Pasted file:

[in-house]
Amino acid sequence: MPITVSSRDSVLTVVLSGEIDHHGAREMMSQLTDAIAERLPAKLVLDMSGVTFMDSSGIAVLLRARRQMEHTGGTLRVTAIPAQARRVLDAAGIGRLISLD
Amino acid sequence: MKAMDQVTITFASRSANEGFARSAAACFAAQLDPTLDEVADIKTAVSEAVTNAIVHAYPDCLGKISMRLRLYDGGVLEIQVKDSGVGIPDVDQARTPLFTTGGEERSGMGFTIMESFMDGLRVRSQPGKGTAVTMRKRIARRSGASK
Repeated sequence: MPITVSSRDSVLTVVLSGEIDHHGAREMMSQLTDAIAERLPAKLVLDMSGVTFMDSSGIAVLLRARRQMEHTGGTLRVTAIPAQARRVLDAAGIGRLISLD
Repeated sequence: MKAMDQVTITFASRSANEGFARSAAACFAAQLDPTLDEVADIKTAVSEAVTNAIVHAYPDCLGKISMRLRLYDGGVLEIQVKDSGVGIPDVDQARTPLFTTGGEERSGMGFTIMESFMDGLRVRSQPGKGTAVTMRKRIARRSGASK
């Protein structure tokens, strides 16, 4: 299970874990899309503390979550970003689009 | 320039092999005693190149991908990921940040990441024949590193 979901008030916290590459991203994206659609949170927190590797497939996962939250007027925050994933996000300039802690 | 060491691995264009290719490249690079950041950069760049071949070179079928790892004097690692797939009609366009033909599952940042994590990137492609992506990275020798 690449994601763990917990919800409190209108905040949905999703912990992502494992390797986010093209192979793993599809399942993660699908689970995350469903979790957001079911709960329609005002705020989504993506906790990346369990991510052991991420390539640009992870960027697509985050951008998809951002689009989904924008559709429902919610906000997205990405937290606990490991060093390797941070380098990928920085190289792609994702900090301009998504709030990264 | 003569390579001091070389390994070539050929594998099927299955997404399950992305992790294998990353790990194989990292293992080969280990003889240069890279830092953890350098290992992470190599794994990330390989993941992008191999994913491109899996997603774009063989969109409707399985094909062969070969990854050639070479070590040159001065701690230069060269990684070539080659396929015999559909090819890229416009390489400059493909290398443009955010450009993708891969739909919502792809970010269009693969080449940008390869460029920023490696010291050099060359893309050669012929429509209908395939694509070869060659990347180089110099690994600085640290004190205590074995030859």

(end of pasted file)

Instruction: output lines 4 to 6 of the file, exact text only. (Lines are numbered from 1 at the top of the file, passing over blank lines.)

Repeated sequence: MPITVSSRDSVLTVVLSGEIDHHGAREMMSQLTDAIAERLPAKLVLDMSGVTFMDSSGIAVLLRARRQMEHTGGTLRVTAIPAQARRVLDAAGIGRLISLD
Repeated sequence: MKAMDQVTITFASRSANEGFARSAAACFAAQLDPTLDEVADIKTAVSEAVTNAIVHAYPDCLGKISMRLRLYDGGVLEIQVKDSGVGIPDVDQARTPLFTTGGEERSGMGFTIMESFMDGLRVRSQPGKGTAVTMRKRIARRSGASK
């Protein structure tokens, strides 16, 4: 299970874990899309503390979550970003689009 | 320039092999005693190149991908990921940040990441024949590193 979901008030916290590459991203994206659609949170927190590797497939996962939250007027925050994933996000300039802690 | 060491691995264009290719490249690079950041950069760049071949070179079928790892004097690692797939009609366009033909599952940042994590990137492609992506990275020798 690449994601763990917990919800409190209108905040949905999703912990992502494992390797986010093209192979793993599809399942993660699908689970995350469903979790957001079911709960329609005002705020989504993506906790990346369990991510052991991420390539640009992870960027697509985050951008998809951002689009989904924008559709429902919610906000997205990405937290606990490991060093390797941070380098990928920085190289792609994702900090301009998504709030990264 | 003569390579001091070389390994070539050929594998099927299955997404399950992305992790294998990353790990194989990292293992080969280990003889240069890279830092953890350098290992992470190599794994990330390989993941992008191999994913491109899996997603774009063989969109409707399985094909062969070969990854050639070479070590040159001065701690230069060269990684070539080659396929015999559909090819890229416009390489400059493909290398443009955010450009993708891969739909919502792809970010269009693969080449940008390869460029920023490696010291050099060359893309050669012929429509209908395939694509070869060659990347180089110099690994600085640290004190205590074995030859």